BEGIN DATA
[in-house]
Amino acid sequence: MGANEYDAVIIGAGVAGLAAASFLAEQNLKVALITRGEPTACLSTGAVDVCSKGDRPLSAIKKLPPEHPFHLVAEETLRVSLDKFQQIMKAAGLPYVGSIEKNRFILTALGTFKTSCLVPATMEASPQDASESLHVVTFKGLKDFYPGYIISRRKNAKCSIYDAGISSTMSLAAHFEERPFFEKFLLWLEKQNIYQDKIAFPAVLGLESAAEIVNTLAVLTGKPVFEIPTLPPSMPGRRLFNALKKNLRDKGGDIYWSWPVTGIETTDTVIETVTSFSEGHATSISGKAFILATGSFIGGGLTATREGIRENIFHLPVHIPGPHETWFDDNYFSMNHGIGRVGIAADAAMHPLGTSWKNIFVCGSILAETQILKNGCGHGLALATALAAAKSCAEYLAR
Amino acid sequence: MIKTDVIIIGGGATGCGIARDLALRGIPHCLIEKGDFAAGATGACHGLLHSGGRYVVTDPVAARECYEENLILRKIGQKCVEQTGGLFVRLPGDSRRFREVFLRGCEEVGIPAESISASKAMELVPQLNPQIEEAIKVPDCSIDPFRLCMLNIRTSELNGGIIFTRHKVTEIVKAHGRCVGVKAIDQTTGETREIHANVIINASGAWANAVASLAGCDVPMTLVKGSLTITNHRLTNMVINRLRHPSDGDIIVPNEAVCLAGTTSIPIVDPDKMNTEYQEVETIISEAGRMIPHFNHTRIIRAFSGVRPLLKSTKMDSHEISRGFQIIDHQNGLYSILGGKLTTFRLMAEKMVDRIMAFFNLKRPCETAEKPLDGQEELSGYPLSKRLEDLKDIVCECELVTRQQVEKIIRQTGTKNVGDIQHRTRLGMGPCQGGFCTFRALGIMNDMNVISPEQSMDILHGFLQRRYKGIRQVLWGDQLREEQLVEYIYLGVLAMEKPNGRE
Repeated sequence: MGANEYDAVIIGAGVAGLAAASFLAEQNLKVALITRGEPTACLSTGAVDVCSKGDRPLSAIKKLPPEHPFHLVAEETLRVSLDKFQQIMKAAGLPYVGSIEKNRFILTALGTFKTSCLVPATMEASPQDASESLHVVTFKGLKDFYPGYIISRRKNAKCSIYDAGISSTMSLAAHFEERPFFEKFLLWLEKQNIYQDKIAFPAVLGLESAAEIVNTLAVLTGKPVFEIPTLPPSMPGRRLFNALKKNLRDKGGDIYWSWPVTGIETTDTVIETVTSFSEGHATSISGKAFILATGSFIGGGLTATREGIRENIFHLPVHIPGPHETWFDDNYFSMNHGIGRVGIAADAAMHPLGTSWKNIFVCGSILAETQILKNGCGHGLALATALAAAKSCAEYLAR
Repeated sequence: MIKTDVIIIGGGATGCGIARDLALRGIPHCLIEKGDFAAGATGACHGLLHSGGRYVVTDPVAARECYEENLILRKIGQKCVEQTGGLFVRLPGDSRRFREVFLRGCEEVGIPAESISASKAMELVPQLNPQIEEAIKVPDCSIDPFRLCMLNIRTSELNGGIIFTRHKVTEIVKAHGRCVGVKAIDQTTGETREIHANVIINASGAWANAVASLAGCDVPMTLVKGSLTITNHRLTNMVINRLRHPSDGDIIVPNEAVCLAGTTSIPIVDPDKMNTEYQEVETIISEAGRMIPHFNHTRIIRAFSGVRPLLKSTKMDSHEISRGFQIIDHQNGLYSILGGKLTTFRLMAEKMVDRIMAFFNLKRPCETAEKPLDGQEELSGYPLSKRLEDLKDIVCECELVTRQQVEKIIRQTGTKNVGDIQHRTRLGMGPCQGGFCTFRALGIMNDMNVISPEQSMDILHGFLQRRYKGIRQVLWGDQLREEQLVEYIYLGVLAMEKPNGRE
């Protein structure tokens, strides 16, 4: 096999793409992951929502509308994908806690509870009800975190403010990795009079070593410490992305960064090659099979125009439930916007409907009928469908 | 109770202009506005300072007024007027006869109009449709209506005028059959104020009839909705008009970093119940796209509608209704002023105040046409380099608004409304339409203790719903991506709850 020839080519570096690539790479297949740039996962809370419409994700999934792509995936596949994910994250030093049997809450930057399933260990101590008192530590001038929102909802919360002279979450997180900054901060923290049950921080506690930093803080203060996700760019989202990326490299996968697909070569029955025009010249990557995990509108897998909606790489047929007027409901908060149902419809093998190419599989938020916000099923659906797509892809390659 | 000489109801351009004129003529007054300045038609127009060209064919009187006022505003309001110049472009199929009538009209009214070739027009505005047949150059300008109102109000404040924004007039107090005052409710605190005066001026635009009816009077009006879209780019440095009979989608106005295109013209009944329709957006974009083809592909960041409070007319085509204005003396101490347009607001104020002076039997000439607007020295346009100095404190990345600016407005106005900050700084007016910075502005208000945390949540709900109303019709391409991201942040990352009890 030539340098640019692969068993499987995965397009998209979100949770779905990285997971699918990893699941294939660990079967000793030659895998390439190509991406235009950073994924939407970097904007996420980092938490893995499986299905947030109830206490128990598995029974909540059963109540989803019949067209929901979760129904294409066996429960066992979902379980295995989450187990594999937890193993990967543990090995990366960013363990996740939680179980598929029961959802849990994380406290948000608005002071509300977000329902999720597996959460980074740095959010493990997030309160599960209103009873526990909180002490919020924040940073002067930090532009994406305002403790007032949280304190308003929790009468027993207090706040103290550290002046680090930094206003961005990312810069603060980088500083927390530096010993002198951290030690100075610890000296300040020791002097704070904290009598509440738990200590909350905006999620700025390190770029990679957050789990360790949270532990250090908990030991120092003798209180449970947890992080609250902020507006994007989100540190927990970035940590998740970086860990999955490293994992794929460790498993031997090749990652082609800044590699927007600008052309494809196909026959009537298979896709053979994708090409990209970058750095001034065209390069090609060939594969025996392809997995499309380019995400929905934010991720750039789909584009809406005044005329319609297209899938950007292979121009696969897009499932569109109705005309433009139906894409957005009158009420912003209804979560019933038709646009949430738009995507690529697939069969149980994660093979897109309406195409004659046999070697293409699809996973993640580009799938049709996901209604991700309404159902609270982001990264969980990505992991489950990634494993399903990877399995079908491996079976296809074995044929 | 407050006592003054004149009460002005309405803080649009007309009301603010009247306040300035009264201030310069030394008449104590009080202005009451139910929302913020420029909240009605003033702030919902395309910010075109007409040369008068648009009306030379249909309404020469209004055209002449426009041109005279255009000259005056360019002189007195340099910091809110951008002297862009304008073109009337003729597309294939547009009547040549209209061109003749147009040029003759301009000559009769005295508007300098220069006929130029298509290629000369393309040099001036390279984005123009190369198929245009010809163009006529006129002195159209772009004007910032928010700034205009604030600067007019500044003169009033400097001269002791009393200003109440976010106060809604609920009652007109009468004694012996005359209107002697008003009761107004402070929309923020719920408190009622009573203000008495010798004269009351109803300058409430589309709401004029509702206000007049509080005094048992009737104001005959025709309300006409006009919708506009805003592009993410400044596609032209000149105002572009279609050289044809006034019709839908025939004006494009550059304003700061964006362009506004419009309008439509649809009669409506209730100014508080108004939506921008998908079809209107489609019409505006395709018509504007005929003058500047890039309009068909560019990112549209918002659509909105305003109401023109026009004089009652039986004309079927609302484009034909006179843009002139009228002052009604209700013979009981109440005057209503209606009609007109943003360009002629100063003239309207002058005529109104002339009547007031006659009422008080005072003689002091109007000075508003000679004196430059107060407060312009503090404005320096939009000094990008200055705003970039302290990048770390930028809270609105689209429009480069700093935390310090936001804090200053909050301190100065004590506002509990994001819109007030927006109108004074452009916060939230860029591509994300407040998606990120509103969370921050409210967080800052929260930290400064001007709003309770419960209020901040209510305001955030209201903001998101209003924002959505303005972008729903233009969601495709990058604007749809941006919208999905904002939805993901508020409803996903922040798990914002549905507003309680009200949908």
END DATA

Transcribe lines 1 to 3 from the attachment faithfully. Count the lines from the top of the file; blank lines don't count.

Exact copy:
[in-house]
Amino acid sequence: MGANEYDAVIIGAGVAGLAAASFLAEQNLKVALITRGEPTACLSTGAVDVCSKGDRPLSAIKKLPPEHPFHLVAEETLRVSLDKFQQIMKAAGLPYVGSIEKNRFILTALGTFKTSCLVPATMEASPQDASESLHVVTFKGLKDFYPGYIISRRKNAKCSIYDAGISSTMSLAAHFEERPFFEKFLLWLEKQNIYQDKIAFPAVLGLESAAEIVNTLAVLTGKPVFEIPTLPPSMPGRRLFNALKKNLRDKGGDIYWSWPVTGIETTDTVIETVTSFSEGHATSISGKAFILATGSFIGGGLTATREGIRENIFHLPVHIPGPHETWFDDNYFSMNHGIGRVGIAADAAMHPLGTSWKNIFVCGSILAETQILKNGCGHGLALATALAAAKSCAEYLAR
Amino acid sequence: MIKTDVIIIGGGATGCGIARDLALRGIPHCLIEKGDFAAGATGACHGLLHSGGRYVVTDPVAARECYEENLILRKIGQKCVEQTGGLFVRLPGDSRRFREVFLRGCEEVGIPAESISASKAMELVPQLNPQIEEAIKVPDCSIDPFRLCMLNIRTSELNGGIIFTRHKVTEIVKAHGRCVGVKAIDQTTGETREIHANVIINASGAWANAVASLAGCDVPMTLVKGSLTITNHRLTNMVINRLRHPSDGDIIVPNEAVCLAGTTSIPIVDPDKMNTEYQEVETIISEAGRMIPHFNHTRIIRAFSGVRPLLKSTKMDSHEISRGFQIIDHQNGLYSILGGKLTTFRLMAEKMVDRIMAFFNLKRPCETAEKPLDGQEELSGYPLSKRLEDLKDIVCECELVTRQQVEKIIRQTGTKNVGDIQHRTRLGMGPCQGGFCTFRALGIMNDMNVISPEQSMDILHGFLQRRYKGIRQVLWGDQLREEQLVEYIYLGVLAMEKPNGRE